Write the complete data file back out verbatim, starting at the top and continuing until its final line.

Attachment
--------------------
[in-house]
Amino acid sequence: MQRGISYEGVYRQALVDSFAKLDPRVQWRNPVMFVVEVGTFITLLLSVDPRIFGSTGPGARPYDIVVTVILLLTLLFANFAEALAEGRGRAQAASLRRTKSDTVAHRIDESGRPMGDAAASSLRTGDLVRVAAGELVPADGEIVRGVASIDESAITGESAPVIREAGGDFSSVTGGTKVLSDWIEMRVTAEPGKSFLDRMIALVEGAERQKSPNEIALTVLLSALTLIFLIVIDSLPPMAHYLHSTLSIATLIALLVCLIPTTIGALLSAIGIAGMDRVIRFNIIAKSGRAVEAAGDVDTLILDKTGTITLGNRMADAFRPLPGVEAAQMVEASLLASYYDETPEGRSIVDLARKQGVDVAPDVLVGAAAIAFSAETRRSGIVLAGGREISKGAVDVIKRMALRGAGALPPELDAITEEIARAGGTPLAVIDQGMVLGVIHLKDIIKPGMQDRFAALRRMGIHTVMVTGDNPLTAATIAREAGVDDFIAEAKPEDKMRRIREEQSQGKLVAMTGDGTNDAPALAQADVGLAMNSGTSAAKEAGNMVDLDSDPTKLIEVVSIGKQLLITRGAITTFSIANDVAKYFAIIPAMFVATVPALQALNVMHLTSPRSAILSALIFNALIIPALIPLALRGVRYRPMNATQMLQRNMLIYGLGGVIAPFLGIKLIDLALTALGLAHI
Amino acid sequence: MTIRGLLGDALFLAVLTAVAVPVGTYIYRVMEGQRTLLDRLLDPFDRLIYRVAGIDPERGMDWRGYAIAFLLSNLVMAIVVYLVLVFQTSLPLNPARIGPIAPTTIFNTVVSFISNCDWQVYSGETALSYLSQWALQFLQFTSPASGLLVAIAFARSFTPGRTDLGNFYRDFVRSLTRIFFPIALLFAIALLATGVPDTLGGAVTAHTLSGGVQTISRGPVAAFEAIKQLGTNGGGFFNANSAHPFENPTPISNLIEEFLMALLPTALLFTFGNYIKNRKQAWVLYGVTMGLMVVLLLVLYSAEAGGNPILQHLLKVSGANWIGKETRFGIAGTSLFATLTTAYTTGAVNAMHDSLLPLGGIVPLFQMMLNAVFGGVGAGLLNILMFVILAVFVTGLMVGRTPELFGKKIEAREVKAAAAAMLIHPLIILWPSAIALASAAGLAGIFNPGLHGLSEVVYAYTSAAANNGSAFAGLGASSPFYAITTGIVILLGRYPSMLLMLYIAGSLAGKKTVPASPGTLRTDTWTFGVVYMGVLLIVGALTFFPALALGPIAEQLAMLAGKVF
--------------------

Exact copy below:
[in-house]
Amino acid sequence: MQRGISYEGVYRQALVDSFAKLDPRVQWRNPVMFVVEVGTFITLLLSVDPRIFGSTGPGARPYDIVVTVILLLTLLFANFAEALAEGRGRAQAASLRRTKSDTVAHRIDESGRPMGDAAASSLRTGDLVRVAAGELVPADGEIVRGVASIDESAITGESAPVIREAGGDFSSVTGGTKVLSDWIEMRVTAEPGKSFLDRMIALVEGAERQKSPNEIALTVLLSALTLIFLIVIDSLPPMAHYLHSTLSIATLIALLVCLIPTTIGALLSAIGIAGMDRVIRFNIIAKSGRAVEAAGDVDTLILDKTGTITLGNRMADAFRPLPGVEAAQMVEASLLASYYDETPEGRSIVDLARKQGVDVAPDVLVGAAAIAFSAETRRSGIVLAGGREISKGAVDVIKRMALRGAGALPPELDAITEEIARAGGTPLAVIDQGMVLGVIHLKDIIKPGMQDRFAALRRMGIHTVMVTGDNPLTAATIAREAGVDDFIAEAKPEDKMRRIREEQSQGKLVAMTGDGTNDAPALAQADVGLAMNSGTSAAKEAGNMVDLDSDPTKLIEVVSIGKQLLITRGAITTFSIANDVAKYFAIIPAMFVATVPALQALNVMHLTSPRSAILSALIFNALIIPALIPLALRGVRYRPMNATQMLQRNMLIYGLGGVIAPFLGIKLIDLALTALGLAHI
Amino acid sequence: MTIRGLLGDALFLAVLTAVAVPVGTYIYRVMEGQRTLLDRLLDPFDRLIYRVAGIDPERGMDWRGYAIAFLLSNLVMAIVVYLVLVFQTSLPLNPARIGPIAPTTIFNTVVSFISNCDWQVYSGETALSYLSQWALQFLQFTSPASGLLVAIAFARSFTPGRTDLGNFYRDFVRSLTRIFFPIALLFAIALLATGVPDTLGGAVTAHTLSGGVQTISRGPVAAFEAIKQLGTNGGGFFNANSAHPFENPTPISNLIEEFLMALLPTALLFTFGNYIKNRKQAWVLYGVTMGLMVVLLLVLYSAEAGGNPILQHLLKVSGANWIGKETRFGIAGTSLFATLTTAYTTGAVNAMHDSLLPLGGIVPLFQMMLNAVFGGVGAGLLNILMFVILAVFVTGLMVGRTPELFGKKIEAREVKAAAAAMLIHPLIILWPSAIALASAAGLAGIFNPGLHGLSEVVYAYTSAAANNGSAFAGLGASSPFYAITTGIVILLGRYPSMLLMLYIAGSLAGKKTVPASPGTLRTDTWTFGVVYMGVLLIVGALTFFPALALGPIAEQLAMLAGKVF